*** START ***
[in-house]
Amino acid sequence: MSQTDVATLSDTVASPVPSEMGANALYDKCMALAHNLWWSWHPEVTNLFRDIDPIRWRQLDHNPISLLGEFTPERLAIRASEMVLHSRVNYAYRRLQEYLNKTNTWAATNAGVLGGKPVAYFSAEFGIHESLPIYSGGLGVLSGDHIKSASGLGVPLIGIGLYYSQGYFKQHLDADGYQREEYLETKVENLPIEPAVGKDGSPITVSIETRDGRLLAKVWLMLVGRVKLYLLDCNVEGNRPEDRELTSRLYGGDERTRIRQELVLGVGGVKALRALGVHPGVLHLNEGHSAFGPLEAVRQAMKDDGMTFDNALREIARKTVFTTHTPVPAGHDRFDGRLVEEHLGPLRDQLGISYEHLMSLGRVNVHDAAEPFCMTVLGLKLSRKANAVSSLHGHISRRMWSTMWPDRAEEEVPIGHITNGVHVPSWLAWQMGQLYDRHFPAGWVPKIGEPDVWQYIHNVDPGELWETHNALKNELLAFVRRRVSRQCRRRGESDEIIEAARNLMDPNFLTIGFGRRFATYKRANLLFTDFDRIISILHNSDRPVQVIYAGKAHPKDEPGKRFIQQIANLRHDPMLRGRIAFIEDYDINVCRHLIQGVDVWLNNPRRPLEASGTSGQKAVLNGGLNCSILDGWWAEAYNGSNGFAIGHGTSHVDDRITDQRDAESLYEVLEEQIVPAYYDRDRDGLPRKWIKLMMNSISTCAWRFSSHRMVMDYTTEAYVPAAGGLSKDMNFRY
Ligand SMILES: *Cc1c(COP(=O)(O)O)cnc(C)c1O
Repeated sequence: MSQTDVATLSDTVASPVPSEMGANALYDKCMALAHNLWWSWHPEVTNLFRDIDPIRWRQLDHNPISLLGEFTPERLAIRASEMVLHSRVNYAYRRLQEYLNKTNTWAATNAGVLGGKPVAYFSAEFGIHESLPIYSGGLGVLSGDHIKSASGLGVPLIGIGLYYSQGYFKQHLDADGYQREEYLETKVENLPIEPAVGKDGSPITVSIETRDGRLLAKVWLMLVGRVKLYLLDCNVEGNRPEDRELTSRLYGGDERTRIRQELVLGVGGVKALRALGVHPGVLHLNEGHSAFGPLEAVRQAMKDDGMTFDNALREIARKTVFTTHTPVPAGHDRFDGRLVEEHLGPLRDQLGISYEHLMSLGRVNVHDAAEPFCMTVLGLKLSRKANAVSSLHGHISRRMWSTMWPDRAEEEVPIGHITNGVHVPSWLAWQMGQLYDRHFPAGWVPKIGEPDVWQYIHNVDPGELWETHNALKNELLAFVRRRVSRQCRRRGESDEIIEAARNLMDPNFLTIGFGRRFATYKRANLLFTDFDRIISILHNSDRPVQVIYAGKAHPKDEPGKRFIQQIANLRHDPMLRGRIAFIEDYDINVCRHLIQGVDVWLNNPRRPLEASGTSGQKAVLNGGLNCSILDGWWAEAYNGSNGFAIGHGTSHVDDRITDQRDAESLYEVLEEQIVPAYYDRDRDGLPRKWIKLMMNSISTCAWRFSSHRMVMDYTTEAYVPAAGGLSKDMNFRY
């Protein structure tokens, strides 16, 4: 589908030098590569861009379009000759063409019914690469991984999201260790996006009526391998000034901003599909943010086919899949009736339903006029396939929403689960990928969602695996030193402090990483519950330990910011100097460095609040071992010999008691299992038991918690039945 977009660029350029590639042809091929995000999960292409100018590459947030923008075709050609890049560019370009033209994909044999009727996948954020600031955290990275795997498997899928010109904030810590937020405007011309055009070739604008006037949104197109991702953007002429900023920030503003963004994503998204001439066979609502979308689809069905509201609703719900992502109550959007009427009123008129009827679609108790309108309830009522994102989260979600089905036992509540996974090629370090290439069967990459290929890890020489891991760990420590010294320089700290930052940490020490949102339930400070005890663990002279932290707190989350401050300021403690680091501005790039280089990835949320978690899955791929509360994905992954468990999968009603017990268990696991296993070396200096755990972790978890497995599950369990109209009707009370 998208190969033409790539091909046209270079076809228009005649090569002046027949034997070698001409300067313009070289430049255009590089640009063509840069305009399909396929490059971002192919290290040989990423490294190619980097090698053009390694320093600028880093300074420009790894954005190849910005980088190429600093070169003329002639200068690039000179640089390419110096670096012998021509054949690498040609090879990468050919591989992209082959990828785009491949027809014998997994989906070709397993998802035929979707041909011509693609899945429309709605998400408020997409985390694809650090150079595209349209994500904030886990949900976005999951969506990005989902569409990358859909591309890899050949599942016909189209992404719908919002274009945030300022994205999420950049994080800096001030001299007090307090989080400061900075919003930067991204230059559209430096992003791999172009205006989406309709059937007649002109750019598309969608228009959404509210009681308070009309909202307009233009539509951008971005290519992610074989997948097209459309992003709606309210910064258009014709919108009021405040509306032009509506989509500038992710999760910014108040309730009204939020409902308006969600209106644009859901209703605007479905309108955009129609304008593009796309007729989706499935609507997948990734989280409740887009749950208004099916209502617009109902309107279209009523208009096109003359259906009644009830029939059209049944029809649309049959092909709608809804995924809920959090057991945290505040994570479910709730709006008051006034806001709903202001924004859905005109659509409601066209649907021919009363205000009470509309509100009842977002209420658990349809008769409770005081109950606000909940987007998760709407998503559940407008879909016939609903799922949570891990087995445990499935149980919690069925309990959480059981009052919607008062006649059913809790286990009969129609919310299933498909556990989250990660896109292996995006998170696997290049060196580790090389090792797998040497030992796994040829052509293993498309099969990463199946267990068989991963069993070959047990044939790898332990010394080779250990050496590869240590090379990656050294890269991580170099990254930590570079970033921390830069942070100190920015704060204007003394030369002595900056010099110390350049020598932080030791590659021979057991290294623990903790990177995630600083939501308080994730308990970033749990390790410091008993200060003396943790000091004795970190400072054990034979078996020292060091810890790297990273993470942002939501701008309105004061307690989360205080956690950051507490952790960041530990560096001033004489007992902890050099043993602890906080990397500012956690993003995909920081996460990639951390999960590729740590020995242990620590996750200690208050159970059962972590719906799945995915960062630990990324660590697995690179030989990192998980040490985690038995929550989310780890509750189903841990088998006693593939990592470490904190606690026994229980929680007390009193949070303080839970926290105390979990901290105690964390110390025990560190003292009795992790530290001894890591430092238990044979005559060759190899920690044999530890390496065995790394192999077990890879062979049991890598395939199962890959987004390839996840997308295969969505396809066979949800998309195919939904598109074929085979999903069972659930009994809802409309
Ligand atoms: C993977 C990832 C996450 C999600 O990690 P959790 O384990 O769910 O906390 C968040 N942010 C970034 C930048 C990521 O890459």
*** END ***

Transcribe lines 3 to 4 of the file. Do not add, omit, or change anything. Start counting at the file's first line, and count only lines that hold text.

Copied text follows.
Ligand SMILES: *Cc1c(COP(=O)(O)O)cnc(C)c1O
Repeated sequence: MSQTDVATLSDTVASPVPSEMGANALYDKCMALAHNLWWSWHPEVTNLFRDIDPIRWRQLDHNPISLLGEFTPERLAIRASEMVLHSRVNYAYRRLQEYLNKTNTWAATNAGVLGGKPVAYFSAEFGIHESLPIYSGGLGVLSGDHIKSASGLGVPLIGIGLYYSQGYFKQHLDADGYQREEYLETKVENLPIEPAVGKDGSPITVSIETRDGRLLAKVWLMLVGRVKLYLLDCNVEGNRPEDRELTSRLYGGDERTRIRQELVLGVGGVKALRALGVHPGVLHLNEGHSAFGPLEAVRQAMKDDGMTFDNALREIARKTVFTTHTPVPAGHDRFDGRLVEEHLGPLRDQLGISYEHLMSLGRVNVHDAAEPFCMTVLGLKLSRKANAVSSLHGHISRRMWSTMWPDRAEEEVPIGHITNGVHVPSWLAWQMGQLYDRHFPAGWVPKIGEPDVWQYIHNVDPGELWETHNALKNELLAFVRRRVSRQCRRRGESDEIIEAARNLMDPNFLTIGFGRRFATYKRANLLFTDFDRIISILHNSDRPVQVIYAGKAHPKDEPGKRFIQQIANLRHDPMLRGRIAFIEDYDINVCRHLIQGVDVWLNNPRRPLEASGTSGQKAVLNGGLNCSILDGWWAEAYNGSNGFAIGHGTSHVDDRITDQRDAESLYEVLEEQIVPAYYDRDRDGLPRKWIKLMMNSISTCAWRFSSHRMVMDYTTEAYVPAAGGLSKDMNFRY